“Thank you to all the students, student organizations, the Greek communities, our amazing SVSU interns, and all the businesses who supported this wonderful event with their time, talents and treasure. We’re here to stay and Battle of the Valleys was just the beginning of the great things we can do together.”
Koenigsknecht also praised the Children’s Grief Center for its involvement.
“The Children’s Grief Center was at every event, which was great to see. They really engaged with our students and invited them to volunteer at the Children’s Grief Center meetings, and they now have a long list of potential volunteers.”
Nitschky and her team valued the opportunity to participate. “We loved being part of the everyday outreach on campus. Being able to share our mission with students, pass out our little heart pins and witness the engagement of the entire student body in raising awareness and funds for our grief center was amazing.”
She said the Center will use the funds to directly support the groups in Bay City, Midland and Saginaw, and also to purchase supplies and to provide onsite peer support school grief groups, including a group at SVSU, for students who have experienced a death. Further, the funds will help the Center meet a matching grant of $100,000 from the Herbert H. and Grace A. Dow Foundation.
Battle of the Valleys harnesses the friendly rivalry between SVSU and GVSU to raise funds for charitable organizations in each university’s respective community. After GVSU stepped down from the competition in 2019, SVSU continued the fundraising initiative as “Battle of the Valley.” In 2021, GVSU re-joined the competition, and the friendly rivalry was back in action.
This year, SVSU’s fundraising total eclipsed the total of the last two years combined. This was the 14th year that SVSU won the competition, which began in 2003. In 2019 and 2020, SVSU held its own fundraising effort because GVSU had withdrawn from the competition.
Koenigsknecht suspects Grand Valley’s re-entry into the competition may be part of the reason for this year’s outstanding success.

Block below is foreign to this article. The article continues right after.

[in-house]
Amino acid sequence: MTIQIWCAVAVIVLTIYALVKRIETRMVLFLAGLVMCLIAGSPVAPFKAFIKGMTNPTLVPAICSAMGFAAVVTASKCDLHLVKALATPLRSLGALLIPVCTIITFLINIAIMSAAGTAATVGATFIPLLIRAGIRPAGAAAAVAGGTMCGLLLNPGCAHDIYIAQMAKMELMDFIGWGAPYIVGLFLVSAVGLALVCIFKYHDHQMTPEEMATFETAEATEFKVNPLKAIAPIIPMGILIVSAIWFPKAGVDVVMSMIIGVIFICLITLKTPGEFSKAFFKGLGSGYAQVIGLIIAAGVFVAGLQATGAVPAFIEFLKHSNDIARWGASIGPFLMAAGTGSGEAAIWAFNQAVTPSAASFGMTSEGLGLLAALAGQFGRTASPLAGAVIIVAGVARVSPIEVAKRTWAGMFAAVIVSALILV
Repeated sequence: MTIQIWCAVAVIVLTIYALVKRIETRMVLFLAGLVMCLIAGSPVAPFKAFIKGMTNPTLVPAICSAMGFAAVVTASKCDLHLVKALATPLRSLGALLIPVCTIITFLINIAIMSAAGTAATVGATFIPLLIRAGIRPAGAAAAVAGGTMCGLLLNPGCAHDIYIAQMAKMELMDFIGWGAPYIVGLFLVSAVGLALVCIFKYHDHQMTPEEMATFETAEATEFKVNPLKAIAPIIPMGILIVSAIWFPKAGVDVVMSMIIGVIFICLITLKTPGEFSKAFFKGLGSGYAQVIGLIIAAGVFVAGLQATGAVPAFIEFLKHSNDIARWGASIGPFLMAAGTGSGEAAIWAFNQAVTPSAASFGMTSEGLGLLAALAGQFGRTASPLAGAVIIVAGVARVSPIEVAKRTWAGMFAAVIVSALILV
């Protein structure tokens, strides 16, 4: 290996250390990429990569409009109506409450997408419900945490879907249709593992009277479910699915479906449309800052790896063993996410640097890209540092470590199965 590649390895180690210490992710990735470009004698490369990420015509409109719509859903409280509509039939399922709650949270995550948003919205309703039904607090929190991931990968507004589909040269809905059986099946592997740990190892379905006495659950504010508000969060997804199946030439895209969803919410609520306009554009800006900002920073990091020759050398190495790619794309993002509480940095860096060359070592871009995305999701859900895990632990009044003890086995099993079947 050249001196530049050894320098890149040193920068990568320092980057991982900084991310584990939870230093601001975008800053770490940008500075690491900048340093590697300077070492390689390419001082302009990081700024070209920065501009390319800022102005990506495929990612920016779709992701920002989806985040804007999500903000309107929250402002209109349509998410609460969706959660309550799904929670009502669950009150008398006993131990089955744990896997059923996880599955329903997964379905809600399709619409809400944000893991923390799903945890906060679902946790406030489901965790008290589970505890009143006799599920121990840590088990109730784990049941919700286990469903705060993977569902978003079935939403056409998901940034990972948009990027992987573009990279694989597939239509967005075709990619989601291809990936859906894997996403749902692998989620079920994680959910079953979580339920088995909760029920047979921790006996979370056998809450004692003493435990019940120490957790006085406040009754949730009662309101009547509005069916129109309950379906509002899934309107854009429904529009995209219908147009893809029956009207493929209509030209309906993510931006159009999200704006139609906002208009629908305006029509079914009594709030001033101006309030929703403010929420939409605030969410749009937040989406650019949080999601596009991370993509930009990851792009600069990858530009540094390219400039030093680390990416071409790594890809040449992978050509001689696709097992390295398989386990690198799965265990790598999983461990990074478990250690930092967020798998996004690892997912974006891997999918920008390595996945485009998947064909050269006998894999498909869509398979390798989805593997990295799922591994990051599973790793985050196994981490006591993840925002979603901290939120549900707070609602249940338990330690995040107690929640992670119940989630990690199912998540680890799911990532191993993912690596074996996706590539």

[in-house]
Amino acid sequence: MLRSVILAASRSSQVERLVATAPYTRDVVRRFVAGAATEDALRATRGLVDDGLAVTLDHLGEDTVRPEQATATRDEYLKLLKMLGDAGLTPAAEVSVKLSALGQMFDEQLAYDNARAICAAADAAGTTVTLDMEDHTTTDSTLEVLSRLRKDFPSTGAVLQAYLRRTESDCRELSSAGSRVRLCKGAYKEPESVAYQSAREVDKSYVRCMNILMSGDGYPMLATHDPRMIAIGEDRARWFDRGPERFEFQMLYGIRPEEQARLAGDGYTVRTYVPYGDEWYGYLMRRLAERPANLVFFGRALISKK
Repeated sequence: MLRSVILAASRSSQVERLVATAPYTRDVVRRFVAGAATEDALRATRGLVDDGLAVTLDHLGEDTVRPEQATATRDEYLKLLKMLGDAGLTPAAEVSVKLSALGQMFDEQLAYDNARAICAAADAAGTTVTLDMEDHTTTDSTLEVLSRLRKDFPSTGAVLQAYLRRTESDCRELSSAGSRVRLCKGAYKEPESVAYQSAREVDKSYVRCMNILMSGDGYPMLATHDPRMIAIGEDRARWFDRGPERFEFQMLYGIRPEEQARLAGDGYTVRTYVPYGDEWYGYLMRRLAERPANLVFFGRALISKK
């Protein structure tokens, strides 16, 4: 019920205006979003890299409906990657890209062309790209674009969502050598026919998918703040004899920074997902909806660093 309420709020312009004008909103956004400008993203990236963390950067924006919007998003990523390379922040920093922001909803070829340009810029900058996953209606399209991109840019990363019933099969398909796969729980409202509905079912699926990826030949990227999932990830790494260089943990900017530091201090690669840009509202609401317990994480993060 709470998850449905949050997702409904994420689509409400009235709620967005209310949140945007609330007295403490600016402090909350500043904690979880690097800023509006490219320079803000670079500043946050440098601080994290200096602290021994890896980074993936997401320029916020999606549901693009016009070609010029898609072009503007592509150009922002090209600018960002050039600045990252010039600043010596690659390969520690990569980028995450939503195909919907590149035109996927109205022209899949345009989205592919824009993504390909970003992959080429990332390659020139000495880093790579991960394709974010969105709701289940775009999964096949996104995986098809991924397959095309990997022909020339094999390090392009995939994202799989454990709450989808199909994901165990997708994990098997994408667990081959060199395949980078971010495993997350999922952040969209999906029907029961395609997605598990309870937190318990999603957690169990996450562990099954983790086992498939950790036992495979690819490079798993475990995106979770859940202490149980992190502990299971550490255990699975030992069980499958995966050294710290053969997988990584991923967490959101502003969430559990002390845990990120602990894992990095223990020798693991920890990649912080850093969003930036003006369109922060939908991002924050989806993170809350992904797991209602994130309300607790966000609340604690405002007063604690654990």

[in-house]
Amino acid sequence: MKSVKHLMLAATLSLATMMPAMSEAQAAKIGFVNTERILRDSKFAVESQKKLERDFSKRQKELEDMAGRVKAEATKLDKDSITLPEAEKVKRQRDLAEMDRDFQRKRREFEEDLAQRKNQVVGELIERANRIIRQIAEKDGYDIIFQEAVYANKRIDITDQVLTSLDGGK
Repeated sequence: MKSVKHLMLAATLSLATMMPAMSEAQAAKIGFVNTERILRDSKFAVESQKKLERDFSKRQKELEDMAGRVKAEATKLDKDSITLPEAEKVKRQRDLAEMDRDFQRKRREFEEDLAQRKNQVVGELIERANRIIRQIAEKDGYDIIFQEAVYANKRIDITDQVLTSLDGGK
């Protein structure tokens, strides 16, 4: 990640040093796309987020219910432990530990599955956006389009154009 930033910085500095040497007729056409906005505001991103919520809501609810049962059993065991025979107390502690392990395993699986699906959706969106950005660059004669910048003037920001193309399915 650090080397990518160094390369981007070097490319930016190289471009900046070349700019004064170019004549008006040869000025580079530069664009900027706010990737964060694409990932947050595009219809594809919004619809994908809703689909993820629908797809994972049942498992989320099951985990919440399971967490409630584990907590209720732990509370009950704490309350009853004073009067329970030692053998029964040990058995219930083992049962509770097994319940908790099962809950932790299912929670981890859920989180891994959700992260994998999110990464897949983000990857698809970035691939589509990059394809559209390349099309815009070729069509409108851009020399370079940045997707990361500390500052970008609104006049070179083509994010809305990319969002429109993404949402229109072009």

"We had a huge jump from last year,” she said, “which may be because Grand Valley is back in the competition and more students are back on campus.”
An SVSU student’s passion project will mark the first in-person theatre production of the 2021-22 academic year.
Jaden O’Berry, a theatre major from Flint, will direct “Lonely Planet” by American playwright and theatre director Steven Dietz.
Dietz won the PEN USA Award in Drama for “Lonely Planet,” which explores friendship and fear between Jody (played by Ethan Bach) and Carl (played by Jared Kaufman) at the height of the AIDS epidemic. The play is suited for audiences 13+ and will run from Wednesday-Saturday, Oct. 6-9 at 7:30 p.m. and Sunday, Oct. 10 at 3:00 p.m. in the Malcolm Field Theatre for Performing Arts.
The production is part of the SVSU theatre department’s Studio X.P. (experience) Program, in which students propose a production of their choice, then cast and direct the play. Peggy Mead-Finizio and Tommy Wedge, both SVSU assistant professors of theatre, have served as advisors for Studio X.P. productions since the beginning of the program in fall 2018.
“Most university theatre programs have limited options for undergrad students to direct productions,” said Mead-Finizio. “Having those resume credits as an undergrad stands out when students are seeking internships and jobs.”
Wedge and Mead-Finizio advise the student director and student technical liaison, respectively.
“I try to be Jaden’s ‘gut-check guru,’ a voice of experience where she can check in on how to move forward when presented with the seemingly never-ending obstacles that come a director’s way,” said Wedge.
O’Berry, who will graduate in May 2022, won a lighting design competition at the Kennedy Center American College Theatre Region III Festival in 2020, and her lighting design was used in an SVSU production of “Roustabout” in February of 2020. O’Berry was selected for the Roberts Fellowship, an SVSU Program of Distinction, for the 2021-22 academic year.
While O’Berry is the director, she sees the production as a collaborative process with the entire crew.
“I provided the structure of what I wanted and the designers have been able to follow it through and add their own flair,” she said.
In her vision for the play, O’Berry wants to create “mic-drop moments” ― specific vignettes in important scenes that help carry the play’s message.
“We know what the end goal is for the show, but we don’t want the audience to know that we know what the end goal is,” O’Berry said. “It has to be a surprise for us every night. That’s the joy of live theater; it’s never the same way twice. We want to make sure that we’re getting everything across that we should and paying respect to the story.”
O’Berry chose the play because of the present-day parallels of the COVID-19 pandemic and for LGBTQ+ representation.
“The HIV and AIDS epidemic was big in the 1980s, and the reason I chose this piece is because as a queer person, I’m always looking for representation on larger scales and larger stages,” she said.